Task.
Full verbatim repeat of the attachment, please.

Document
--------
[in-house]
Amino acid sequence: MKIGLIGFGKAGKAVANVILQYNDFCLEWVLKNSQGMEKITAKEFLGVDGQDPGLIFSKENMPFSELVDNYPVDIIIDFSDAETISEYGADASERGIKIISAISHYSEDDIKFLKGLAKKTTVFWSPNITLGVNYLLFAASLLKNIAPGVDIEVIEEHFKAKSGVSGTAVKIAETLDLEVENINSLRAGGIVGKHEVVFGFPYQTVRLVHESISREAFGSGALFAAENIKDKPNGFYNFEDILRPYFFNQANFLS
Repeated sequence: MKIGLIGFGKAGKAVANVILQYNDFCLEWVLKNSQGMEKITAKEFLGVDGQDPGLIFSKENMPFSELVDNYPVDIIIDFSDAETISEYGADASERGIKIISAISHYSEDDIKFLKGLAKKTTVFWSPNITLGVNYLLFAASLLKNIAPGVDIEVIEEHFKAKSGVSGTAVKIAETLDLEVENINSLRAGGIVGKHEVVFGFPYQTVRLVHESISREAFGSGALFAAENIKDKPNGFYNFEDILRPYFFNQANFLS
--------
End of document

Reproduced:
[in-house]
Amino acid sequence: MKIGLIGFGKAGKAVANVILQYNDFCLEWVLKNSQGMEKITAKEFLGVDGQDPGLIFSKENMPFSELVDNYPVDIIIDFSDAETISEYGADASERGIKIISAISHYSEDDIKFLKGLAKKTTVFWSPNITLGVNYLLFAASLLKNIAPGVDIEVIEEHFKAKSGVSGTAVKIAETLDLEVENINSLRAGGIVGKHEVVFGFPYQTVRLVHESISREAFGSGALFAAENIKDKPNGFYNFEDILRPYFFNQANFLS
Repeated sequence: MKIGLIGFGKAGKAVANVILQYNDFCLEWVLKNSQGMEKITAKEFLGVDGQDPGLIFSKENMPFSELVDNYPVDIIIDFSDAETISEYGADASERGIKIISAISHYSEDDIKFLKGLAKKTTVFWSPNITLGVNYLLFAASLLKNIAPGVDIEVIEEHFKAKSGVSGTAVKIAETLDLEVENINSLRAGGIVGKHEVVFGFPYQTVRLVHESISREAFGSGALFAAENIKDKPNGFYNFEDILRPYFFNQANFLS